Pietr the Latvian by Georges Simenon

Pietr the Latvian, originally published in 1930 is Georges Simenon’s first Maigret mystery. This edition is translated by David Bellos

Georges Simenon, 1903-1989, published seventy-novels featuring his Inspector Maigret.  This fabulous character has been featured in several series, (in both English and French), and well as a recent two season remake which sometimes pops up on PBS/Create TV.  

I first heard of Georges Simenon and his ‘Flying Squad’ while reading a novel written by Andrea Camilleri.  Camilleri’s Inspector Montalbano was reading a Simenon book in his book.  (Wow does that sentence sound wrong…anyway..). I had never heard of Georges Simenon – I was curious of course, but life being what it was/is I promptly forgot about this author.  Now life being what is/was, I recently remembered.  And found the above book and loved it.

I think that the actual plot – which is quite good, dark and twisty and powerful – is secondary to the spare, elegant writing of Mr. Simenon.  While this book, and the writing, is somewhat noir – it isn’t.  True crime and gritty, sure, but with a casual depth not often seen.  I recently read a discussion in which his writing was compared to Camus and Sartre.  Okay, so I’ve never read Camus, and Sartre was college reading done eons ago – but you get the drift.  George Simenon is definitely a genre defying – in writing at least – and his Inspector Maigret in a category of his own.  Try one. or more.

Thank you for reading, and stay safe.

Accidental Tarot

Do you remember back at the beginning of the pandemic, with the first of the lock downs/stay at home/shelter in place orders, the initial fear/panic and compliance?  We stocked our cupboards as best we could, thanked our deity of choice for having cupboards in our life as well as the ability to stock said cupboards, and then tried – as best we could – for the potential positive uses of our time such as:

not only learn, but master two or three languages,

get started on that book I believe to be lurking inside me, 

achieve the yoga crow pose,

or..um…… maybe I clean out a drawer or two….

Yes indeed that last one was my winner.  I organized, recycled, and threw away bunches of stuff.  During this embarrassingly short purge time, I came across a Rider Tarot Deck.  I had purchased this particular deck years ago in an effort to learn the tarot – something I have wanted to do since childhood.  It was not an instant affinity.

Now this is THE deck that created tarot as we know it and therefore studying this deck is vital.  While I loved the intricacies of the symbolism, the sagas behind each card, and above all learning about Pamela Colman Smith, I did not connect to this deck.  It simply didn’t speak to me – I don’t know why.  Not wanting to give up, I went searching for another deck.  And came across Melissa Wortherspoon’s Etsy site and saw this:

 

The Low Rider Dachshund Tarot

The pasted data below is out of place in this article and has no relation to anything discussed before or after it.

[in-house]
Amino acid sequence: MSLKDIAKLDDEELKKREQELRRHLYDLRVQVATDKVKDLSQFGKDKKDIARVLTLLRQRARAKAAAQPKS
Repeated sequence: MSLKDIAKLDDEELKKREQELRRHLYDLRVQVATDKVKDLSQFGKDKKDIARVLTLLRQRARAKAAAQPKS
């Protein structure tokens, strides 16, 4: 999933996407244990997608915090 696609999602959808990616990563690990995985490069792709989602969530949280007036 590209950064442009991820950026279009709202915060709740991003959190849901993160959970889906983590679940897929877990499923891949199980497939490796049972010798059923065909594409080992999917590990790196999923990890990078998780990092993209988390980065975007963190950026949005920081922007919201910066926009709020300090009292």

What? Dachshunds speaking tarot? It was too silly and delightful for words. Oddly enough, I did not purchase the deck immediately but continued on my search for a far more ‘serious’ first deck. After poking around various blogs and channels, I realized the truth: the dachshund tarot was my perfect deck.

The artwork is unbelievable! Each card is simply beautiful. The packaging is fantastic: a hard box with magnetic flap closure and an extensive full color booklet. And all the better, since I’ve known and loved dachshunds forever, (and so has Ms. Wortherspoon), I found myself starting to grasp the intent of the cards.

Since purchasing and using this deck, I’ve really begun enjoying trying to learn tarot. Oh it will be a very long time before I gain any skill level, but I’m making a start – I have purchased a brand new all human deck.

Thank you for reading and stay safe.

Gluten free delight(s)

I had a – I don’t think ‘spectacular’ would be an exaggeration – gluten free bakery experience this weekend. I ordered, and picked up from, Cherbourg bakery. Simply wonderful! A polenta rosemary lemon cake that was out of this world, donuts and a carrot cake twinkie – the baker here specializes in a balance of sweet and savory – nothing too sweet – just plain delicious. A true treat and a soon-to-be habit! Not only was this an indulgence to mark the end of a horrific year, being fully vaccinated, but – most importantly – for being three years gluten free.

I was, for nearly two decades, plagued (or is that assaulted by?) an odd assortment of debilitating medical ‘problems’. These ‘problems’ included everything from chronic giant urticaria (huge hives that didn’t go away permanently (one can only hope)) for three years, unexplained weight gains that I could not diet or exercise away, swollen and consistently infected gums (leading to gingivitis and then periodontal disease) and so on and so on. Nothing was life threatening, just life deadening. What’s worse, somehow my assortment of doctors, along with family and friends seemed to believe, (no matter what superficial comfort was offered), my physical and increasingly shaky mental health was somehow my fault. I still, and most likely always will, remember bursting into tears during an old Golden Girls rerun; the one where Dorothy was eventually diagnosed with chronic fatigue syndrome. (I’m now a loyal fan of this long ago show. I have the t-shirt and everything.). My turning point came when the urinary track infections started.